The Impressed Current Cathodic Protection system comprises of several anodes, reference electrodes and a transformer/rectifier controller power unit. The types and sizes of these components and their positions on the hull are specified according to design parameters which allow for the size of the vessel and fluctuations in the protection current likely to be encountered during sea-going service.
This type of Cathodic Protection relies on an external direct current source to be forced into the water from an inert non-wasting anode. The anode is in the electrolyte with the structure it intends to protect, and is made more positive than the structure by connecting the DC supply to both the anode and the structure.
The electrical system generates a protective current, which is then impressed onto the steel structure by means of a lead/silver alloy or a platinised titanium anode with mixed metal oxide coatings. The anodes are insulated from the hull and are surrounded by dielectric shields to prevent high voltage and current levels being imposed adjacent to the anodes. All types of anodes are provided with a cofferdam, incorporating a double gland assembly that are required by the Classification Societies, to ensure a watertight hull penetration for the anode cable.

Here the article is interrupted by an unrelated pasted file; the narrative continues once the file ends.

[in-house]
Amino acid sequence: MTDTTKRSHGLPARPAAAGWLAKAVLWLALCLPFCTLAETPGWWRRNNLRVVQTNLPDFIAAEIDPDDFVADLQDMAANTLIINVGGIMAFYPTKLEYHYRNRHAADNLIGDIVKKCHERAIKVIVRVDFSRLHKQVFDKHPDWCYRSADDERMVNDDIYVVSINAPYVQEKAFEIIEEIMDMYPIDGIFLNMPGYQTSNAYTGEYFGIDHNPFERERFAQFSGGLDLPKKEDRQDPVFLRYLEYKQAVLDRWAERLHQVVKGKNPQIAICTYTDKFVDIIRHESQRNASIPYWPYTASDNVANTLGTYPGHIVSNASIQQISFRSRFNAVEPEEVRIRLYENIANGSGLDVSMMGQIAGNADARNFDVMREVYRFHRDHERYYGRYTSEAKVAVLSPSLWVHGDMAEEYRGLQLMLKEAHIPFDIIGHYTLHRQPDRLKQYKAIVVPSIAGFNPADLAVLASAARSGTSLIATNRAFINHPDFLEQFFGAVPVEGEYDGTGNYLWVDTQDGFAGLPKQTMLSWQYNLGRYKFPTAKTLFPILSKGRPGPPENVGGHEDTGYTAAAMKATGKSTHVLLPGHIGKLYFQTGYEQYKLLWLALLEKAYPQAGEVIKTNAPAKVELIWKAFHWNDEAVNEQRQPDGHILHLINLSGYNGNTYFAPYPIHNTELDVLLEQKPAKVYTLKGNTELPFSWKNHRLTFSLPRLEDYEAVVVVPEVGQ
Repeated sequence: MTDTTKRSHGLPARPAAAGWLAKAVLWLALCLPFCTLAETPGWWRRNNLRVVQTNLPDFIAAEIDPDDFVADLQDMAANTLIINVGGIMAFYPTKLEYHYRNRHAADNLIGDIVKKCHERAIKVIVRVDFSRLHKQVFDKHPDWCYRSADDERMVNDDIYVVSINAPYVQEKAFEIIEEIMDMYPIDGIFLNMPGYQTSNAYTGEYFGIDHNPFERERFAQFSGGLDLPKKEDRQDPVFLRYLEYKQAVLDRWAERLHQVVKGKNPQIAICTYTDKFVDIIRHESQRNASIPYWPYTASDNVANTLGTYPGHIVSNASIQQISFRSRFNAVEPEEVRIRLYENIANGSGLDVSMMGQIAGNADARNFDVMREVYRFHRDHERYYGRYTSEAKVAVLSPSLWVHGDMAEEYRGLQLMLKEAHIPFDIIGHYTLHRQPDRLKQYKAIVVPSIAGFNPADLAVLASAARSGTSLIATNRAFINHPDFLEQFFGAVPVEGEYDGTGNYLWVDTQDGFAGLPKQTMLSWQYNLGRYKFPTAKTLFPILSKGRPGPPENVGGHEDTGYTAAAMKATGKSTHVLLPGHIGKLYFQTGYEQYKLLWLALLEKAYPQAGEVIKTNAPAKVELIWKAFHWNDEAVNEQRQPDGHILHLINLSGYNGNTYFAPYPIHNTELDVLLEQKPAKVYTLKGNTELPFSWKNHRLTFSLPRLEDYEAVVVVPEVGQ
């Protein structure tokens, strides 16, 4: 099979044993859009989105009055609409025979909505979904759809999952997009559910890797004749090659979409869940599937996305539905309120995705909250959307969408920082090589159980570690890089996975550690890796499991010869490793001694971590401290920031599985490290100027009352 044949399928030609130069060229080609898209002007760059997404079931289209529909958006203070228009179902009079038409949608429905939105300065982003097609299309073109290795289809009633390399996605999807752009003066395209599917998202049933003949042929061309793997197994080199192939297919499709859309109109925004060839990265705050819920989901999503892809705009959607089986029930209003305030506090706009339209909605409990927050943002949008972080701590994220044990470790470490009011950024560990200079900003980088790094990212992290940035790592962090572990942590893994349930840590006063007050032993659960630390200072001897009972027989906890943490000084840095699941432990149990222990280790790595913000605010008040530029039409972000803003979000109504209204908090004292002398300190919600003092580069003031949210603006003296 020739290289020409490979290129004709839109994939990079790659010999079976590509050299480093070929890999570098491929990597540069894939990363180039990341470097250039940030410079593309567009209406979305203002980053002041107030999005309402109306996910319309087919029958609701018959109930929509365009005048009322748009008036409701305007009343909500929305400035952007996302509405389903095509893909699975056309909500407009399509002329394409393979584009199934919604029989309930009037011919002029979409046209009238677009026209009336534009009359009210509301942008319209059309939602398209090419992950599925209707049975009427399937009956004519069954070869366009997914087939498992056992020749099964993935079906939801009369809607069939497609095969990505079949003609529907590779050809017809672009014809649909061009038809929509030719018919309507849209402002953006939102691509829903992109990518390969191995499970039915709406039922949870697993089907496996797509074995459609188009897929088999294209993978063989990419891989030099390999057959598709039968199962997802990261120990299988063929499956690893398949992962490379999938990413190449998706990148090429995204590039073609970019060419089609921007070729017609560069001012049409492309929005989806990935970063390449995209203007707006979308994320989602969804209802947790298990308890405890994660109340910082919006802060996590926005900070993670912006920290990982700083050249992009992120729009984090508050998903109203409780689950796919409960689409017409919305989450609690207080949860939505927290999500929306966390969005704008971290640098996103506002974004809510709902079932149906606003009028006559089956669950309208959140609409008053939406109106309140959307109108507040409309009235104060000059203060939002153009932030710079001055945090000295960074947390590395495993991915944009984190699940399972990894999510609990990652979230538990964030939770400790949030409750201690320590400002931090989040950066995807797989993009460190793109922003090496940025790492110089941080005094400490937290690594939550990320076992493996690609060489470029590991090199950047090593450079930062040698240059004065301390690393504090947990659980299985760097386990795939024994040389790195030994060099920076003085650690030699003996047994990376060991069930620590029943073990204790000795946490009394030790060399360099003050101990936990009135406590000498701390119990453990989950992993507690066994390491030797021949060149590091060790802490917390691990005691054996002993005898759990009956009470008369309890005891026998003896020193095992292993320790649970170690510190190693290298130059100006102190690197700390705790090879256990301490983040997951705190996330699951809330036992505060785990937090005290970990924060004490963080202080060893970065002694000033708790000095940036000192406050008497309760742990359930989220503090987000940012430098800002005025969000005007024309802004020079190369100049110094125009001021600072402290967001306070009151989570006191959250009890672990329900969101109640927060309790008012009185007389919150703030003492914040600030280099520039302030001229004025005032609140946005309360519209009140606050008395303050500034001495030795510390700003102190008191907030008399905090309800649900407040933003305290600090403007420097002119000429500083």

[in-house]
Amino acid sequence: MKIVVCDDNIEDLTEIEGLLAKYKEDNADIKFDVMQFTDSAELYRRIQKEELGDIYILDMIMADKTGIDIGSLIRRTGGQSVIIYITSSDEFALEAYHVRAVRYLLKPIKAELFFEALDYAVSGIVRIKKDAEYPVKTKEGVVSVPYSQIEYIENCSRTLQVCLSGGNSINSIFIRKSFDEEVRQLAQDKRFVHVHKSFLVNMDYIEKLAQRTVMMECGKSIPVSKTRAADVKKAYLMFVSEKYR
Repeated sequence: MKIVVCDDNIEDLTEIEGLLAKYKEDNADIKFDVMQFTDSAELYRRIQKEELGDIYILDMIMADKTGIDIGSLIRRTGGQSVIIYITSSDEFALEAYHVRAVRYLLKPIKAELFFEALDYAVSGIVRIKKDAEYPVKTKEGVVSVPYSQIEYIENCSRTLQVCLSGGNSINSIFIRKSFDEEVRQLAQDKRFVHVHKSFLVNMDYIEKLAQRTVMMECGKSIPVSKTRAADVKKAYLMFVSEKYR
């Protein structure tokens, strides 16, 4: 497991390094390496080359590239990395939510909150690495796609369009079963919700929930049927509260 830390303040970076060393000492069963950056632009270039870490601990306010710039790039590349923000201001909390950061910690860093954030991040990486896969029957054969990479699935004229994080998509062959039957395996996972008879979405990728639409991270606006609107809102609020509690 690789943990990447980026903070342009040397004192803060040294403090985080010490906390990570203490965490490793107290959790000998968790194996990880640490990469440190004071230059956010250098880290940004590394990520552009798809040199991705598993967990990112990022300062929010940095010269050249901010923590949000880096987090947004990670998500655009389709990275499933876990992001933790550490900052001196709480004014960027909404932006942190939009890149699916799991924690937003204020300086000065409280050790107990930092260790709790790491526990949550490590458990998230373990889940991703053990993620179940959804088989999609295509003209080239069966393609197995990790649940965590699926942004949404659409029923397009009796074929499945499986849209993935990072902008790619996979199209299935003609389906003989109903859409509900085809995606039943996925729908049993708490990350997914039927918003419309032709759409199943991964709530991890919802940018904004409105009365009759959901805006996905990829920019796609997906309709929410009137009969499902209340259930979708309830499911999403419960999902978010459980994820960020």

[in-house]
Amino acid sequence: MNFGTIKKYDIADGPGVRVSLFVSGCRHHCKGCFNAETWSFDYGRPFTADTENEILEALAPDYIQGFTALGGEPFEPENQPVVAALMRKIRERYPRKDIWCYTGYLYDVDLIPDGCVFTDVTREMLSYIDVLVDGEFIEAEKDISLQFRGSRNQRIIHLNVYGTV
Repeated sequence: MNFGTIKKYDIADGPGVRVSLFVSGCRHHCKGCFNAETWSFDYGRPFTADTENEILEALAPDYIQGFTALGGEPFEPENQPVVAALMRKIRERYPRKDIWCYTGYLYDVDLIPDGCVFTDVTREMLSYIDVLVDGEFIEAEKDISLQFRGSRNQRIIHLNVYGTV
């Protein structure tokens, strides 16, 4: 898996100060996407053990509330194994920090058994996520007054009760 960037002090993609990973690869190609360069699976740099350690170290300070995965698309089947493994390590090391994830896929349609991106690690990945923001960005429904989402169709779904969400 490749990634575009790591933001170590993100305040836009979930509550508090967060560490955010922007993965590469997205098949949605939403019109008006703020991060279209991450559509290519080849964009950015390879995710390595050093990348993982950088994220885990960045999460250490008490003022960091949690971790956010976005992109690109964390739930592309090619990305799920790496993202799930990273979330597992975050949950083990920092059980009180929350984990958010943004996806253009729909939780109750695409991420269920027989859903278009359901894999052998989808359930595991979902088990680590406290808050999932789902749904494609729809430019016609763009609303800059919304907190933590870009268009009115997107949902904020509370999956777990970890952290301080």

The electrical power is taken from the main AC power, through the transformer/rectifier controller power unit, providing a low voltage DC output to the anodes. A reference cell controls the correct level of protection. The Controller Power Unit is self contained in a cabinet situated in the engine room or other convenient space. It includes solid state circuitry with PCB's for easy maintenance.
Full electrical protection is provided on input whilst output fuses are fitted in each anode circuit. All components are readily accessible within the drip proof steel enclosure.
The reference cells can be surface mounted or recessed and are fitted port and starboard; they continually monitor the potential existing between hull, seawater and reference electrode.
Both types incorporate a block of high purity zinc, which because of its robust construction and stable electrochemical characteristics, it is an ideal material for reference purposes.
The potential it measures is compared with a preset 'demand potential', with the difference or 'error signal' being utilised to adjust the DC voltage applied to the main anodes.
Whilst these measures protect the hull structure, it is important to protect the propeller, exposed shafting and the rudder. The propeller and shaft are earthed to the hull structure with a shaft slip ring and earthing brushes, making them electrically common with the hull, and the rudder is always earthed with a flexible cable. In this way, electrical continuity is established, ensuring that these components are protected by the ICCP System.